Waiting tables

New York was a great place to wait tables.  The restaurant was called Fluties and it was located at South Street Seaport – near Wall Street.  Lobster was the house speciality and every night, bankers, for the most part, would come in and spend spend spend on lobster, champagne and for desert – Mississippi mud pie.  We had a language all of our own – 86’d meant something was out of stock, ’in the weeds’ meant that you were running behind and couldn’t keep up with your orders.  The tips were good and afterwards I’d hop on the back of my friend Matthew’s bike and we’d cycle through the streets of Manhattan, stopping for a cocktail or two and a dance at Nells or Roxy or one of the other clubs we frequented. I’ve rarely felt that same sense of freedom since.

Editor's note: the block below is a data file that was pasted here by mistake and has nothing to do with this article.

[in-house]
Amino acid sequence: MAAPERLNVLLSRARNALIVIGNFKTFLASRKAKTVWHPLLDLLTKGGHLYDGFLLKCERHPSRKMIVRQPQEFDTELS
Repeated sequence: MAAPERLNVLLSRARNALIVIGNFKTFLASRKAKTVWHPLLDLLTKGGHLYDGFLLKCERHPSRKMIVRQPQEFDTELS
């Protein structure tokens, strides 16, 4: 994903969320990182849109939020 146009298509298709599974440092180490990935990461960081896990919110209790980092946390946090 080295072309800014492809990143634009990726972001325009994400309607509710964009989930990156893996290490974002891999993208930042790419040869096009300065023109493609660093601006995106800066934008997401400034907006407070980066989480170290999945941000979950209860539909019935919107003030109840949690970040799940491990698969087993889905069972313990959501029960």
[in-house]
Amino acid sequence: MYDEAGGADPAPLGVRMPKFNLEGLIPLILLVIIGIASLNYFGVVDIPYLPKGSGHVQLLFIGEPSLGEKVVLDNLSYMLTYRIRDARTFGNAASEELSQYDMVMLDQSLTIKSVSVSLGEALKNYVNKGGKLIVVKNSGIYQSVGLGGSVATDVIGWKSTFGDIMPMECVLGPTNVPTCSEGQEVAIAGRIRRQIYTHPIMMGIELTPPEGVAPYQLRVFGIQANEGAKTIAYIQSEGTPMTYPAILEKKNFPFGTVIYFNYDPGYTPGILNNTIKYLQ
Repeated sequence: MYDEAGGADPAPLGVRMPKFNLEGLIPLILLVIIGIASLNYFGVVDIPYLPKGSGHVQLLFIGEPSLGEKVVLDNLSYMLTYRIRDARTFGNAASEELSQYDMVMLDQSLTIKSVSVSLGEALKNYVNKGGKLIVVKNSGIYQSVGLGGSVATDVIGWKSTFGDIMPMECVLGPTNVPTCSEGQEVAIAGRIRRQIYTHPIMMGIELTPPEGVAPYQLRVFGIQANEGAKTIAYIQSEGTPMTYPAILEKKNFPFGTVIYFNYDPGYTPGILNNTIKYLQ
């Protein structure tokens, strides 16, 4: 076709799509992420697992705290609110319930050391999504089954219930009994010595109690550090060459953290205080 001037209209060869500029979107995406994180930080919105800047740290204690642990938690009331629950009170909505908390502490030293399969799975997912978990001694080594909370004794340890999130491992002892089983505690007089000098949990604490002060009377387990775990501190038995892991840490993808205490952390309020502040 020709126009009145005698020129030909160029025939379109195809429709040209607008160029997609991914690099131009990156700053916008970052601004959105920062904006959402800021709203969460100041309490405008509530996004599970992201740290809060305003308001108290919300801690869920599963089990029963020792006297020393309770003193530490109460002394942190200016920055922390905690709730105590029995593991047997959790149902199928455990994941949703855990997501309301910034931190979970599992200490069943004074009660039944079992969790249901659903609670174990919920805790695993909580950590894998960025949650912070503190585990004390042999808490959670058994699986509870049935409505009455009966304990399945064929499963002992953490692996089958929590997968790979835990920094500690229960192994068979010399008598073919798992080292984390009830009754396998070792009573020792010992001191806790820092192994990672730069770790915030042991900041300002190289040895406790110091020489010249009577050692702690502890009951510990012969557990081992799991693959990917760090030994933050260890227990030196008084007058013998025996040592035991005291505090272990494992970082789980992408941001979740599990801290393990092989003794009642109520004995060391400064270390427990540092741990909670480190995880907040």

Last night, at one of west London’s flashiest restaurants, on a special occasion outing, I was taken right back to those days. 

Our waiter was French and exuberant beyond one’s wildest dreams.  His attention to detail was second to none.  The plates (normal practice these days) were whipped away when barely the last morsel had gone from plate to fork to mouth.  The table was ‘crumbed down’ vigorously with the delightful smell of disinfectant to erase all the mouth watering aromas of blackened cod and aubergine curry from ones memory.  Napkins were whipped off knees and replaced with an almost aggressive flourish.  Glasses replenished by the second.

‘Where are you from? ‘I asked as yet another dish skidded across the table in his wake, ‘Nice’ he replied with the same constant grin.  ‘Where are you going now – after dinner?’ he asked.  I looked at him as the memories flooded back.  I imagined his life of partying after work, the camaraderie, the quest for adventure and inevitable fun that would ensue.  I looked around me at the assembled group and suppressed the longing that I felt for that.  ‘Home’ I replied as I wondered where and why that yearning and search for fun disappears.

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